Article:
On this interview episode, Derek has the pleasure of talking with Luke Howard. His new book, Our Mother, was recently released from Retrofit/Big Planet Comics, but he also had another work published earlier this year from AdHouse, Talk Dirty to Me. Derek talks with Luke about both of those titles as well as his comics collected in anthologies such as Irene, Dog City, and Maple Key Comics. Over the coarse of their conversation, Luke shares the personal history that went into Our Mother, his experiences in self-publishing, and the ways in which his training as a filmmaker informs his visual storytelling.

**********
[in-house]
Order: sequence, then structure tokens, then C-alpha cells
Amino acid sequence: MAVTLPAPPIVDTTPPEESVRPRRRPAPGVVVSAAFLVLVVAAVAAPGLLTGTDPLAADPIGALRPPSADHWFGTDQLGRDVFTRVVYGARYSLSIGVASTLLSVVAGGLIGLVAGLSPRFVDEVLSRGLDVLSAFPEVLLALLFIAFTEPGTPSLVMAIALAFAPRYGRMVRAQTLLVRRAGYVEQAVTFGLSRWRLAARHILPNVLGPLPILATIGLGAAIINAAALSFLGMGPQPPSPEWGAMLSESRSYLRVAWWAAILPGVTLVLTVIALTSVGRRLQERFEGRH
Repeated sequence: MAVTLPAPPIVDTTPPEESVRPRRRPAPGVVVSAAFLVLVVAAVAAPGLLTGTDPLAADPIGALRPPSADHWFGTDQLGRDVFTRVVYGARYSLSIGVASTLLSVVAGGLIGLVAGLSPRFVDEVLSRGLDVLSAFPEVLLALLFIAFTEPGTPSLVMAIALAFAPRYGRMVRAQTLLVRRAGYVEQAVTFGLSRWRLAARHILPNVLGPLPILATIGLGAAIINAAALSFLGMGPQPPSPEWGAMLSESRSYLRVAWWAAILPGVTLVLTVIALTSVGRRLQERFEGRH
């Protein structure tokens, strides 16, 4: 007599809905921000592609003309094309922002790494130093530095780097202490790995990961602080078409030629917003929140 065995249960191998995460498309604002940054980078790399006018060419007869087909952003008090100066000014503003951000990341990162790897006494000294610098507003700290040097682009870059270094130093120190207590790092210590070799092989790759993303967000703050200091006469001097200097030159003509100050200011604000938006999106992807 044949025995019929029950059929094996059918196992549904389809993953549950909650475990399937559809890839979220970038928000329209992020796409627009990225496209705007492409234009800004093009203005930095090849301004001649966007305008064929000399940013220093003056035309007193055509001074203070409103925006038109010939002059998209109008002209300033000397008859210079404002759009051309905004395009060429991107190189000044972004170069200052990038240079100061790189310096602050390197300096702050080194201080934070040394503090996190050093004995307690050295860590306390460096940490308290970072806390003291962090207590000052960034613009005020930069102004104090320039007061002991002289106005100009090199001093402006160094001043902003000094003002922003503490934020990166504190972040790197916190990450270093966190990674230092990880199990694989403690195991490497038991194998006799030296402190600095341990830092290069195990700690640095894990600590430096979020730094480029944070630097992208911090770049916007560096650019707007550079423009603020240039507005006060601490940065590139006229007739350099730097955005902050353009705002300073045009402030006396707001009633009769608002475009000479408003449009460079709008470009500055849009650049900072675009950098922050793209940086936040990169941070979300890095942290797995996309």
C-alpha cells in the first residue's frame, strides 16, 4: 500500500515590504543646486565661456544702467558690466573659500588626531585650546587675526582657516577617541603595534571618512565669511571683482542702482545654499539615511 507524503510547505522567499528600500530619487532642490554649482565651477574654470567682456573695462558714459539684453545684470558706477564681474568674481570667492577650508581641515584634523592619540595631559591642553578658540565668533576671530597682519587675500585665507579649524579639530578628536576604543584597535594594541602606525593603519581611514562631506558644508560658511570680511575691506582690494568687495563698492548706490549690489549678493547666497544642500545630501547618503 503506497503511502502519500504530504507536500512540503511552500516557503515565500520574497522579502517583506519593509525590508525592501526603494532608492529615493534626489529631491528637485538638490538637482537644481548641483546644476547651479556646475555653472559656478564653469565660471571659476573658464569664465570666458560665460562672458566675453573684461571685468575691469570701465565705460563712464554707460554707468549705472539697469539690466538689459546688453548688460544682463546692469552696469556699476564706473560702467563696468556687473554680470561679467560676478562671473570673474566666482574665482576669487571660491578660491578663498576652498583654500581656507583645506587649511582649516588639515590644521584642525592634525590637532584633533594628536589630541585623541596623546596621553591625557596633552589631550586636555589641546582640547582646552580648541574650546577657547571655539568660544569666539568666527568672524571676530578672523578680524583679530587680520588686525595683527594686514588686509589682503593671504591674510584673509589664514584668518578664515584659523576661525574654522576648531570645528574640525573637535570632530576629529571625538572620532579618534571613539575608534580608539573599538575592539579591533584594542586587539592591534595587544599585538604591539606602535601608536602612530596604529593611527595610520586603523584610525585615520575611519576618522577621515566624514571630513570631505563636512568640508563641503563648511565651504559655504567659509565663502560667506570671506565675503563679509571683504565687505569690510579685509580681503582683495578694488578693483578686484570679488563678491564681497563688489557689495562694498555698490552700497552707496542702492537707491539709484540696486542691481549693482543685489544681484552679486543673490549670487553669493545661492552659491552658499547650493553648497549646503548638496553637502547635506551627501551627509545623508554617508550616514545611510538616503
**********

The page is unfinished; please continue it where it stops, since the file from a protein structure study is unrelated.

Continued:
On this episode of The Comics Alternative Interviews, Derek talks with Dakota McFadzean about the release of the latest issue of Irene — co-edited with Andy Warner and DW — as well as his own comics output. They begin by focusing on the eclectic comics and art anthology, now in its fifth issue, the genesis of the publication, and how co-editing Irene has helped define his career after having graduated from The Center for Cartoon Studies. Derek asks Dakota about the challenges of overseeing a graphic compilation and how his own work has seen similar inclusion in such anthologies as The Hic Hoc Illustrated Journal of Humor, Lies Grown-Ups Told Me, and the prestigious Best American Comics 2012. But the heart of the conversation is devoted to Dakota’s own prolific output, especially his daily online strip, The Dailies, and last year’s impressive collection, Other Stories and the Horse You Rode in On(Conundrum Press). Derek asks Dakota about the fantastical and even surreal quality of his stories, his penchant for childhood narratives, and the iconic prevalence of faces and masks in many of his comics (of which Dakota isn’t immediately aware). Stories such as “Standing Water,” “Ghost Rabbit,” and “Unkindness” — all collected in Other Stories — are excellent introductions to Dakota’s unique style, as is the more realistic narrative Hollow in the Hollows (One Percent Press) that came out earlier this year. Indeed, the latter is one of Dakota’s most developed stories, and the two discuss the demands of writing more sustained and longer-form narratives as well as the artist’s plans for this kind of storytelling. Dakota also talks about his upcoming book from Conundrum, Don’t Get Eaten by Anything, a collection of the strips that make up The Dailies. This s definitely an artist to keep track of, and if you’re not familiar with Dakota McFadzean’s work, you should definitely check out The Dailiesas well as has book through Conundrum Press.